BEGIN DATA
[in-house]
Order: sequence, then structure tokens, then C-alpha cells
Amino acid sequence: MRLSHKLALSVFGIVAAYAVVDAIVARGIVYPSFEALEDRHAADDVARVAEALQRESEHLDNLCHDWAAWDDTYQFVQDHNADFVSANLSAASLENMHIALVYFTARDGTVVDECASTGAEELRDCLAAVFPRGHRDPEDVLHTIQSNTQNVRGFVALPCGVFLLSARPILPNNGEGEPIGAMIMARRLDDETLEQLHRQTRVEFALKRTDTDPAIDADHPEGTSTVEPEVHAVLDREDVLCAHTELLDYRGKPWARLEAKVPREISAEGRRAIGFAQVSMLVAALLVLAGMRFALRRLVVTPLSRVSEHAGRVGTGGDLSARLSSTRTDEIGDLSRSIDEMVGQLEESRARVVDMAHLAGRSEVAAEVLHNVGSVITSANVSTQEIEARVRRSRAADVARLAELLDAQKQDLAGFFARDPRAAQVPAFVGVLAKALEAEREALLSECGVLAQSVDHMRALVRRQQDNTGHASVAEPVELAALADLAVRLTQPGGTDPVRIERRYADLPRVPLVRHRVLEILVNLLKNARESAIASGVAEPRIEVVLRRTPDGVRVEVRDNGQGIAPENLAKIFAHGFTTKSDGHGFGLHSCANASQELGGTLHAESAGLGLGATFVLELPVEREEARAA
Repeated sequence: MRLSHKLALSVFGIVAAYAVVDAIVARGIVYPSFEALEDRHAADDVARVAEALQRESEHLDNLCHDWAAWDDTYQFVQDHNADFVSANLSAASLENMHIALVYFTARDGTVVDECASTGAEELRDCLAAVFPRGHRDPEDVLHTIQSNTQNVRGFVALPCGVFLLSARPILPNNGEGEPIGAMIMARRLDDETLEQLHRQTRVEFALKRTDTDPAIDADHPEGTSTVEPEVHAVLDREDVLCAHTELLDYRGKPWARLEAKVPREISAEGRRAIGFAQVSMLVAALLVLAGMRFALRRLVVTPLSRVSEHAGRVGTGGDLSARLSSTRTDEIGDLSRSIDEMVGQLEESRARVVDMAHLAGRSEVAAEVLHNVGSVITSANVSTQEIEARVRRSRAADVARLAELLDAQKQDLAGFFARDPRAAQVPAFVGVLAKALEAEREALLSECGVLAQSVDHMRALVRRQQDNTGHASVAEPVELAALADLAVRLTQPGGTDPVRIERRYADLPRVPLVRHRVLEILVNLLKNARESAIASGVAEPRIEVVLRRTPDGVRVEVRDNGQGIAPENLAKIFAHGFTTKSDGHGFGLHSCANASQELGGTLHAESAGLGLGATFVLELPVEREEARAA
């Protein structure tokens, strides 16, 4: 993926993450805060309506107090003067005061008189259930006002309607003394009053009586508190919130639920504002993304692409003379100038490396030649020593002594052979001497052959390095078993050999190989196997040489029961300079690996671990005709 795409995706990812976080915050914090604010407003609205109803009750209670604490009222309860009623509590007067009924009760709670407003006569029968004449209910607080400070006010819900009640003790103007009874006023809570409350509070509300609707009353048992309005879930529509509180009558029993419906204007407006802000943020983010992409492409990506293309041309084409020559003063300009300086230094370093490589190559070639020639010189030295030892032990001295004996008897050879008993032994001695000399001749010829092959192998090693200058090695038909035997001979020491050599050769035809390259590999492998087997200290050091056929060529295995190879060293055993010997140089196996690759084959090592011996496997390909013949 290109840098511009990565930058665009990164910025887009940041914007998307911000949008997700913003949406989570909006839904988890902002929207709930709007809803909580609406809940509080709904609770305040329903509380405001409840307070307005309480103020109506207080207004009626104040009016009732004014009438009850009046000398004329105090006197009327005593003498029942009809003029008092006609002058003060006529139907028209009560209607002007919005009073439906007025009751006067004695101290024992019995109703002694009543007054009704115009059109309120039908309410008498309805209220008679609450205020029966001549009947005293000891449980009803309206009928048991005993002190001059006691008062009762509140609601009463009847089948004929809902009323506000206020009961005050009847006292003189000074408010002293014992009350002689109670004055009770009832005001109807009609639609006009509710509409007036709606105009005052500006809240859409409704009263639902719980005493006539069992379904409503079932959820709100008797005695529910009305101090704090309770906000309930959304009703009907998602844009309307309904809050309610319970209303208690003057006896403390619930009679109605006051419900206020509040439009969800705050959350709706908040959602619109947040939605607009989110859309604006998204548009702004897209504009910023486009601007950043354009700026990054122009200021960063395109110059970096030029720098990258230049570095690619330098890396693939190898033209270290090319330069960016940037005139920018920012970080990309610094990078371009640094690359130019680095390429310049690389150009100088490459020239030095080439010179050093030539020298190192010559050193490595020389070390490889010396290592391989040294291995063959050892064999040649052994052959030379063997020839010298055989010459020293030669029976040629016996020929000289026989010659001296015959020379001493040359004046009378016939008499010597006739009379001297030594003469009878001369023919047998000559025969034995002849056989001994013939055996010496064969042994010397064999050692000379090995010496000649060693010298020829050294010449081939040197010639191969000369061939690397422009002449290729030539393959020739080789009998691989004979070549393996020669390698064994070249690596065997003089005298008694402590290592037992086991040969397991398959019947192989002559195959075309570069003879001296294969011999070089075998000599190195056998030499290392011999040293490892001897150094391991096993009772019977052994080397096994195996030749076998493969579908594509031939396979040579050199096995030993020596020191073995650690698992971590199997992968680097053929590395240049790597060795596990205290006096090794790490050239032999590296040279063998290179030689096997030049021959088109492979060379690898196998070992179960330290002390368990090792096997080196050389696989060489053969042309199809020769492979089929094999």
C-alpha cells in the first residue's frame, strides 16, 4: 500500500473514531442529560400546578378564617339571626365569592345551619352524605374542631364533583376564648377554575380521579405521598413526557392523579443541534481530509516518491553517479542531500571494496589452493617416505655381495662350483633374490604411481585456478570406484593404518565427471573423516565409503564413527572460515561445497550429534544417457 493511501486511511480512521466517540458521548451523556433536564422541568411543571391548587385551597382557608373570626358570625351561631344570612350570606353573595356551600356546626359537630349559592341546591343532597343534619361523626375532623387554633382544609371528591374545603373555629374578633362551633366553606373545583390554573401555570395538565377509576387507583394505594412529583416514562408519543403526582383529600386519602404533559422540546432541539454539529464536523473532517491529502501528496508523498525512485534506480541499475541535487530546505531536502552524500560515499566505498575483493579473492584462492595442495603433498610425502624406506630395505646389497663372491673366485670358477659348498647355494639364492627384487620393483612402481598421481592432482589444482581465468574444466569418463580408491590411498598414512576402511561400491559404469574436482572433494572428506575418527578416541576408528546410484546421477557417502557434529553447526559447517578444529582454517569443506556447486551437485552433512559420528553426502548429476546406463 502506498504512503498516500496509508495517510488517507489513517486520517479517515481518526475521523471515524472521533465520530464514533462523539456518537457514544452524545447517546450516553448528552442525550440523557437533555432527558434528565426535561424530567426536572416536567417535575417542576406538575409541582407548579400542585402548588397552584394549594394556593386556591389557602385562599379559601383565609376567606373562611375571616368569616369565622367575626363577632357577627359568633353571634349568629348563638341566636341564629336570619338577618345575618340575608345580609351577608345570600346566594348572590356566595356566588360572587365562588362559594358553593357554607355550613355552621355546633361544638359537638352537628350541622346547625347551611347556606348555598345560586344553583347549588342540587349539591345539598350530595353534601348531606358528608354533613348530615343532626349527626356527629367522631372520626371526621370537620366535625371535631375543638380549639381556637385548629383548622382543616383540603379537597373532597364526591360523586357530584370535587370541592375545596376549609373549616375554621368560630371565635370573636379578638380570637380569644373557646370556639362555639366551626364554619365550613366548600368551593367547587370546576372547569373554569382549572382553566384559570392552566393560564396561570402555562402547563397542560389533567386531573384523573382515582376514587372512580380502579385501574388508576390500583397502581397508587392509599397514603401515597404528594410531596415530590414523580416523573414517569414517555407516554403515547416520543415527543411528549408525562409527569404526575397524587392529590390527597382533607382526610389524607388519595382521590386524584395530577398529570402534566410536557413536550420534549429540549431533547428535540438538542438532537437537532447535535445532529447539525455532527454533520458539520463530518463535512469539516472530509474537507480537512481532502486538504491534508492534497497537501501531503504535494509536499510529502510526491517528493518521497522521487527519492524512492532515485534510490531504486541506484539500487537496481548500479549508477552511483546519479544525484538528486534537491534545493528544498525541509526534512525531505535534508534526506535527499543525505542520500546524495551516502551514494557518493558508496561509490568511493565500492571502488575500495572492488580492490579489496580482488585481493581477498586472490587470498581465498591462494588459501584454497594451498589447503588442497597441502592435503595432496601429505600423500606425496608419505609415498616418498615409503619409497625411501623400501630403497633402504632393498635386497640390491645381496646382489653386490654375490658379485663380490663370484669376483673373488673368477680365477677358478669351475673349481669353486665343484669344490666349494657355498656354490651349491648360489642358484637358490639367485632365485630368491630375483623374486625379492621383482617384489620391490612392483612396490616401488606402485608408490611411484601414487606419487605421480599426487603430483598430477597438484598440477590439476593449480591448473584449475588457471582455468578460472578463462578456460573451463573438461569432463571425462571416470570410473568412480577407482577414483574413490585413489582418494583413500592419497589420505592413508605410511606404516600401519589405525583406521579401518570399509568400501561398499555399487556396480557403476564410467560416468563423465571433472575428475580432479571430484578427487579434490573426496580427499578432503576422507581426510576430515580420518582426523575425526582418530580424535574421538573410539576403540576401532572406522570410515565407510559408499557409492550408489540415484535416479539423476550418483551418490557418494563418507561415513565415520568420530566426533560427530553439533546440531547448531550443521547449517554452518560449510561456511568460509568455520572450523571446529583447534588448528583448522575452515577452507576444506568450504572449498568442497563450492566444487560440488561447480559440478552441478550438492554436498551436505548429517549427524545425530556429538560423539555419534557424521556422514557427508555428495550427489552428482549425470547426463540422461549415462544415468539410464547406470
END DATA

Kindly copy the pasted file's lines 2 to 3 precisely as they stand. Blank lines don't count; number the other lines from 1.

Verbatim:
Order: sequence, then structure tokens, then C-alpha cells
Amino acid sequence: MRLSHKLALSVFGIVAAYAVVDAIVARGIVYPSFEALEDRHAADDVARVAEALQRESEHLDNLCHDWAAWDDTYQFVQDHNADFVSANLSAASLENMHIALVYFTARDGTVVDECASTGAEELRDCLAAVFPRGHRDPEDVLHTIQSNTQNVRGFVALPCGVFLLSARPILPNNGEGEPIGAMIMARRLDDETLEQLHRQTRVEFALKRTDTDPAIDADHPEGTSTVEPEVHAVLDREDVLCAHTELLDYRGKPWARLEAKVPREISAEGRRAIGFAQVSMLVAALLVLAGMRFALRRLVVTPLSRVSEHAGRVGTGGDLSARLSSTRTDEIGDLSRSIDEMVGQLEESRARVVDMAHLAGRSEVAAEVLHNVGSVITSANVSTQEIEARVRRSRAADVARLAELLDAQKQDLAGFFARDPRAAQVPAFVGVLAKALEAEREALLSECGVLAQSVDHMRALVRRQQDNTGHASVAEPVELAALADLAVRLTQPGGTDPVRIERRYADLPRVPLVRHRVLEILVNLLKNARESAIASGVAEPRIEVVLRRTPDGVRVEVRDNGQGIAPENLAKIFAHGFTTKSDGHGFGLHSCANASQELGGTLHAESAGLGLGATFVLELPVEREEARAA